£251bn: the economic cost of a year of Covid lockdowns
Cycling market goes ‘berserk’, pubs face ‘bleak future’, and other breaking business news
Poorer regions ‘suffered the most’ in lockdowns
The UK economy has taken a hit totalling hundreds of billions of pounds since the country first went into lockdown almost exactly a year ago, an analysis has found.
A newly published report from the Centre for Economics and Business Research (CEBR) says that the UK’s gross value added (GVA) decreased by £251bn in the past 12 months - a reduction roughly equivalent in size to the entire annual output of the southeast pre-Covid, and nearly twice the output of Scotland.
“This figure is derived by comparing our final pre-Covid forecasts from the beginning of 2020 with the most recent data on actual economic output,” says the report.
While the whole of the UK has suffered “huge damage” as a result of lockdown restrictions, some poorer regions have “suffered the most”, says The Guardian.
London is the region with the highest losses in activity (£54.1bn), followed by the southeast and east of England, with losses of £34.7bn and £26.6bn, respectively. But despite London’s losses being the highest, the capital’s contribution to the £251bn UK-wide losses was “smaller than expected given the size of its economy”, the CEBR adds.
The opposite is true of regions such as the west midlands, east midlands, and the east of England, where Covid-induced losses were “larger than expected given their typical contribution to the economy”.
Pubs facing ‘bleak future’
In the 12 months since the start of the pandemic, pubs have been one of the hardest hit industries in the UK economy. According to the Forum for British Pubs, at least 2,000 outlets have already closed permanently and the remainder will need significant financial help.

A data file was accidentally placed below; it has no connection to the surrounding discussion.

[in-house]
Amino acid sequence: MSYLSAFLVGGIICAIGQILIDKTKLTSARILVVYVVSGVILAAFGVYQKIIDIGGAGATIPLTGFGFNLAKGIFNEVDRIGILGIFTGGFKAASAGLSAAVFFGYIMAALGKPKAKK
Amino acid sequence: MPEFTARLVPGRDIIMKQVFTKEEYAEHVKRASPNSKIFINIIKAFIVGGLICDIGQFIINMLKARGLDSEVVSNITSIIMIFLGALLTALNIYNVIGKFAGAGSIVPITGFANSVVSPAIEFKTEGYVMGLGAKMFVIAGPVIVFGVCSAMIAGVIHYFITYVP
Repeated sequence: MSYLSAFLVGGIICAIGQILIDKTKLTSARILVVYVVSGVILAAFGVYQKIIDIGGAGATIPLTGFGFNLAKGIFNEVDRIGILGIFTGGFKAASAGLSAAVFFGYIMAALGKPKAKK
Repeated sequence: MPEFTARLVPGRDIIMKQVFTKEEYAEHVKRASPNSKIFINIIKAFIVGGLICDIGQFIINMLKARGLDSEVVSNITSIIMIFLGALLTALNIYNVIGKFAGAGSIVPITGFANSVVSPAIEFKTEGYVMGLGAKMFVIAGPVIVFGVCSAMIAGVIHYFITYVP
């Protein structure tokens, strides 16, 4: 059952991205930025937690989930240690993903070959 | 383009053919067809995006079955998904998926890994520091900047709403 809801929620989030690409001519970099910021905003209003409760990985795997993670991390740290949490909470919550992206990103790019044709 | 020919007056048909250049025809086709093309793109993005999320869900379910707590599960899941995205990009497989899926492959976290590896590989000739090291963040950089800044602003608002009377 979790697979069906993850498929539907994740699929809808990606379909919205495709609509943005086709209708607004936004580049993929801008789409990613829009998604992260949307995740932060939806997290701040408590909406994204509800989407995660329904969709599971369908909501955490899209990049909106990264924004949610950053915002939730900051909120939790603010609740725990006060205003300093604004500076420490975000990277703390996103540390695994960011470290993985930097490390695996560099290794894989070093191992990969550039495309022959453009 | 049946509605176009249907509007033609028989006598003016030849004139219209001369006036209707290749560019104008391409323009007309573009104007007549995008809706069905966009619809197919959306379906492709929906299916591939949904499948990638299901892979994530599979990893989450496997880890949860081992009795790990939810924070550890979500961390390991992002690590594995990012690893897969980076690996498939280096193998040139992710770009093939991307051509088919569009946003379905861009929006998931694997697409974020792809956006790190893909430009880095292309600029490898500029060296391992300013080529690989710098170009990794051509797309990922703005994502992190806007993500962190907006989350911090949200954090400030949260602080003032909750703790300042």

Pubs that are planning to reopen will have a “huge amount of debt”, said Dave Mountford, a publican and campaigner at the Forum for British Pubs. He told Sky News that pubs are facing a “pretty bleak future”, amid fears that “people have got used to drinking at home over the past year”.
Fortnite owner Epic Games worth $28bn
Fortnite and Houseparty owner Epic Games is finalising the terms of $1bn (£721.9m) in fresh fundraising that will see the company valued at about $28bn (£20.2bn).
Last July, Epic Games was valued at $17.3bn (£12.48bn), but the “stunning new valuation will underline the extent to which it has emerged as a corporate winner from the global coronavirus crisis”, says Sky News.
Online multiplayer video game Fortnite is the games giant’s biggest global product, with more than 350 million accounts worldwide, and 2.5 billion friend connections made using the platform.
Lamborghini boss ‘surprised’ by profits
Supercar manufacturer Lamborghini enjoyed record profits in 2020, despite before forced to close its factory for two months as a result of the Covid crisis, newly released figures show.
The Italian marque, which is owned by Volkswagen, sold 7,430 cars worldwide last year - second only to the record 8,250 delivered by Lamborghini in 2019. “We were surprised,” said chief executive Stephan Winkelmann.
While turnover dropped by 11%, Lamborghini ended its financial year having clocked up £1.37bn of revenue. This year has opened with a “very positive outlook”, Winkelmann added, and deliveries in the first two months of 2021 have “already surpassed those of the previous pre-pandemic period, and the orders placed thus far already cover nine months of production”.
‘Cycle market has gone berserk’
The cycling boom has “rolled into 2021” with Brits more eager than ever to buy bikes and accessories ahead of the springtime. Retailers and manufacturers are struggling to keep up with demand, with one outlet saying that customers are snapping up available stock “like piranhas”, The Guardian reports.
Peak selling season for bikes usually begins at Easter, but the cycle market has already “gone berserk”, said Peter Lazarus, head of cycling at sports retailer Decathlon. According to the Bicycle Association, January bike sales in the UK increased by 41% year-on-year.